By Aaron Allen
The Seattle Medium
The Caregivers is a unique series focused on the challenges and triumphs of caregiving. These stories have been created through a strategic partnership between AARP and Word In Black.
Imagine it is a Friday night, school is done for the week, you’re putting on your best outfit and you walk five miles for a date. And remember you’re still going to have to walk back home.
As a teenager, Ted Howard, Sr., a retired educator for the Seattle Public Schools, courted his wife of 57 years, Cora, by walking five miles and back just to go on a date. Now if that is not expressing one’s love for another, then I don’t know what is.
Howard Sr. derived his value system from what he learned in his early years growing up with his grandparents Robert Lamb and Mary Wiley-Lamb, and his mother, Freddie Wiley. Those values were education, hard work and leaving a legacy for the next generation.
“It was important for me to leave something to my children,” said Howard. “Growing up, the first thing I witnessed is how hard people had to work. Rent was $85 a month, so I went out and worked every day to help my family pay rent and, at the most, earning 75 cents a job. That was a long way from $85, I thought. But my refuge from work was school. I loved going to school.”
Education is the key to everything in the eyes and mind of Howard. Through all of his experiences — the Jim Crow South, the Vietnam War, poverty — one thing that remained constant in his train of thought was getting an education. For Howard, his love of learning and educating others were the cornerstones to building a better life.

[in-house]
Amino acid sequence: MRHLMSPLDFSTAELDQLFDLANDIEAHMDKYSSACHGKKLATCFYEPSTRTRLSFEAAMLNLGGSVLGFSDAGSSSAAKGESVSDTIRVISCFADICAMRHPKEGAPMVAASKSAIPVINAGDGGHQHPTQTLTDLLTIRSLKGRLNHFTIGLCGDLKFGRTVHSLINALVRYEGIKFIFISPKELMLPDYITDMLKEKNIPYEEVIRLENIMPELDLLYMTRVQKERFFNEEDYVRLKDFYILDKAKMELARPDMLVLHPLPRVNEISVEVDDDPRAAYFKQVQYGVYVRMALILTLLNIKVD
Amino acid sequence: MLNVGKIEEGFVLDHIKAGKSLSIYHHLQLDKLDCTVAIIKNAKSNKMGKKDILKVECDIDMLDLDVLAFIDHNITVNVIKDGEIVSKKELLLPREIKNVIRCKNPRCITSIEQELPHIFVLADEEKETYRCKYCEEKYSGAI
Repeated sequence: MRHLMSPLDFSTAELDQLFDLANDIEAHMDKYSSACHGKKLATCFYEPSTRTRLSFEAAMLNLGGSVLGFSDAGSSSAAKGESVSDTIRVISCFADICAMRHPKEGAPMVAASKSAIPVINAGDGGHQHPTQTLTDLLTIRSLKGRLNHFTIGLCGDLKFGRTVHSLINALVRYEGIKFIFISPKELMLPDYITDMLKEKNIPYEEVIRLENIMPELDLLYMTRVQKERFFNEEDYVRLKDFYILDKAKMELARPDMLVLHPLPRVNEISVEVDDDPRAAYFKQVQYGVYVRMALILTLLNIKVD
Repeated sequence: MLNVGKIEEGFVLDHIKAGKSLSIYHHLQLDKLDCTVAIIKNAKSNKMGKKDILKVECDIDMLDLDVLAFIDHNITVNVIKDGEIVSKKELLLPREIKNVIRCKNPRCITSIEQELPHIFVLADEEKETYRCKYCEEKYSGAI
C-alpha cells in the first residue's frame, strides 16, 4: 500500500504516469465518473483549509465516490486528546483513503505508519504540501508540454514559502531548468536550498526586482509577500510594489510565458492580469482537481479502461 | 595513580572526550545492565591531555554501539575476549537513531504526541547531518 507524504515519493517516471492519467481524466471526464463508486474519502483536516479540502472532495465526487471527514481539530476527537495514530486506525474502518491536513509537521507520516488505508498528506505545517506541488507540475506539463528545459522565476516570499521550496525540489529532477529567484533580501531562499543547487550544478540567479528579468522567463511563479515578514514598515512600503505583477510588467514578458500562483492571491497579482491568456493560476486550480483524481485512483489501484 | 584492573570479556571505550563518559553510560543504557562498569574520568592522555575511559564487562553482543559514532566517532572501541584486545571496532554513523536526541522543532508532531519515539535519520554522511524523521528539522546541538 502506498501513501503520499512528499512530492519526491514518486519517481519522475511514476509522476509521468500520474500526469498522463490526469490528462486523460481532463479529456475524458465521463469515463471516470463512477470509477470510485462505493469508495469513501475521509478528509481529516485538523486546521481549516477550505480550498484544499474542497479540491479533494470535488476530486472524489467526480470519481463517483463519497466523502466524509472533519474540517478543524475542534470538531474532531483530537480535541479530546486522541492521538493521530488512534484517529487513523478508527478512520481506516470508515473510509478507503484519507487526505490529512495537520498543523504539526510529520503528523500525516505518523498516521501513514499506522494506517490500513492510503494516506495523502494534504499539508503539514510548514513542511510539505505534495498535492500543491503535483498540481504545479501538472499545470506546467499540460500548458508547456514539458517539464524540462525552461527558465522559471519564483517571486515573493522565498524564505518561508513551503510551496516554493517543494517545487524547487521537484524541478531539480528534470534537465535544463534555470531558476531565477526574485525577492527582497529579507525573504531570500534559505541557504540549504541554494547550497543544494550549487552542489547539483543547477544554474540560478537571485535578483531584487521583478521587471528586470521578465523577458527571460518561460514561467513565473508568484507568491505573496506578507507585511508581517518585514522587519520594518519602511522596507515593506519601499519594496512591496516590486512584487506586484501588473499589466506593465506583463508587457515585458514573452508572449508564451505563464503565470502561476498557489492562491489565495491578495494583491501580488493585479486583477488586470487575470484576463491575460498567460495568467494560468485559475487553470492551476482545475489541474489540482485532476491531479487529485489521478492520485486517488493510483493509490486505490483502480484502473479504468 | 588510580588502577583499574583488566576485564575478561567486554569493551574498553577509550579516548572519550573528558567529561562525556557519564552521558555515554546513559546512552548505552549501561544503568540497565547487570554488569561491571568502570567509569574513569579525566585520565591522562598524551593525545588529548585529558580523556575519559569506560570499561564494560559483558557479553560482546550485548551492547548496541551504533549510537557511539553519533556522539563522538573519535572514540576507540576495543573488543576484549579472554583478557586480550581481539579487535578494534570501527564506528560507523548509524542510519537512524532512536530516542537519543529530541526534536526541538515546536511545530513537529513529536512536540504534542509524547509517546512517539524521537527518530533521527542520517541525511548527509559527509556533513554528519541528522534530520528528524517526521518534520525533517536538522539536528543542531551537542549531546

“The most important value I wanted to pass down to my children and family members was how important education is,” says Howard. “If you are going to live in my house, you have to go to school and become the best you can be.”
“All of my family, including my wife, have gone onto college,” says Howard. “My kids, my sister, my twin brothers and [my] other brother have all gotten their degrees and built better lives for themselves.”
For his son, Ted Howard, Jr., who is also an educator, getting a college degree was not an option; it was a mandate. According to the younger Howard, his father made sure that all of his children took advantage of their educational opportunities.
“We were set up in a way that everybody in our family had to get a degree,” says Howard, Jr. “With seven kids and big family making sure we all stayed out of jail, making sure we all went to school, making sure we all put God first was no small feat.”
Growing up on a small farm in Texas, Howard learned the value of hard work at an early age. “You don’t work, you don’t eat” was the message, and Howard took that message to heart. From early mornings rounding up and feeding cows, hogs and fowl, to walking from neighbor to neighbor asking if they needed anything done around their houses, to working in the meat department of Piggly Wiggly, Howard did all that was offered to him to help pay the rent.
Even with the burden of working, when entering into high school, Howard maintained high grades and became a highly touted football player at Dunbar High School in Lufkin, Texas, and earned a full ride scholarship to Jarvis Christian College.
In 1959, Howard began his freshman year in college, but in 1960, he had to volunteer or be drafted into the military just as the Korean War was ending and the Vietnam War was in its infancy.
“I had two choices,” recalls Howard. “Two years in the Army or four years in the Navy. The Navy said we would be able to travel the world, and there was the GI bill, so I thought two years compared to four, but the traveling and the GI bill allowing me to go to college, I went into the Navy.”